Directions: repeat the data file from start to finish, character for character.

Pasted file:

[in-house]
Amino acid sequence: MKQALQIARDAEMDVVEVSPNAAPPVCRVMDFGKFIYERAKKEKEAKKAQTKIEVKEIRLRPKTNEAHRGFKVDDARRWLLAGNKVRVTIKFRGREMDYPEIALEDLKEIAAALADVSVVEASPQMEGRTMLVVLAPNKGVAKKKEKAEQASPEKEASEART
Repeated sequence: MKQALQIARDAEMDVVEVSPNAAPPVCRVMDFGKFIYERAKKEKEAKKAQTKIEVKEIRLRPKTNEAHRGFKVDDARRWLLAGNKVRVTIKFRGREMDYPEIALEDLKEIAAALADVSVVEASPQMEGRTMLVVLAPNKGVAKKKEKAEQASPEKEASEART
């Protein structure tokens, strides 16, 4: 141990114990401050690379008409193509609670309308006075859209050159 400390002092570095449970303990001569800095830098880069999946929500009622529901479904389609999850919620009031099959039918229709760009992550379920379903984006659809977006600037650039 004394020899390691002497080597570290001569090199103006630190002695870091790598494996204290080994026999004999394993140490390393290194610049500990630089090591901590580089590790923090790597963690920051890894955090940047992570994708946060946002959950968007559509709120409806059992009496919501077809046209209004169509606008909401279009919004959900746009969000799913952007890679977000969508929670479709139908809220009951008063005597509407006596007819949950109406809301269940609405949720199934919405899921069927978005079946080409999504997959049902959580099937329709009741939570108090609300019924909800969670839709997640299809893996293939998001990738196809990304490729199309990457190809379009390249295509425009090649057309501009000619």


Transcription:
[in-house]
Amino acid sequence: MKQALQIARDAEMDVVEVSPNAAPPVCRVMDFGKFIYERAKKEKEAKKAQTKIEVKEIRLRPKTNEAHRGFKVDDARRWLLAGNKVRVTIKFRGREMDYPEIALEDLKEIAAALADVSVVEASPQMEGRTMLVVLAPNKGVAKKKEKAEQASPEKEASEART
Repeated sequence: MKQALQIARDAEMDVVEVSPNAAPPVCRVMDFGKFIYERAKKEKEAKKAQTKIEVKEIRLRPKTNEAHRGFKVDDARRWLLAGNKVRVTIKFRGREMDYPEIALEDLKEIAAALADVSVVEASPQMEGRTMLVVLAPNKGVAKKKEKAEQASPEKEASEART
């Protein structure tokens, strides 16, 4: 141990114990401050690379008409193509609670309308006075859209050159 400390002092570095449970303990001569800095830098880069999946929500009622529901479904389609999850919620009031099959039918229709760009992550379920379903984006659809977006600037650039 004394020899390691002497080597570290001569090199103006630190002695870091790598494996204290080994026999004999394993140490390393290194610049500990630089090591901590580089590790923090790597963690920051890894955090940047992570994708946060946002959950968007559509709120409806059992009496919501077809046209209004169509606008909401279009919004959900746009969000799913952007890679977000969508929670479709139908809220009951008063005597509407006596007819949950109406809301269940609405949720199934919405899921069927978005079946080409999504997959049902959580099937329709009741939570108090609300019924909800969670839709997640299809893996293939998001990738196809990304490729199309990457190809379009390249295509425009090649057309501009000619």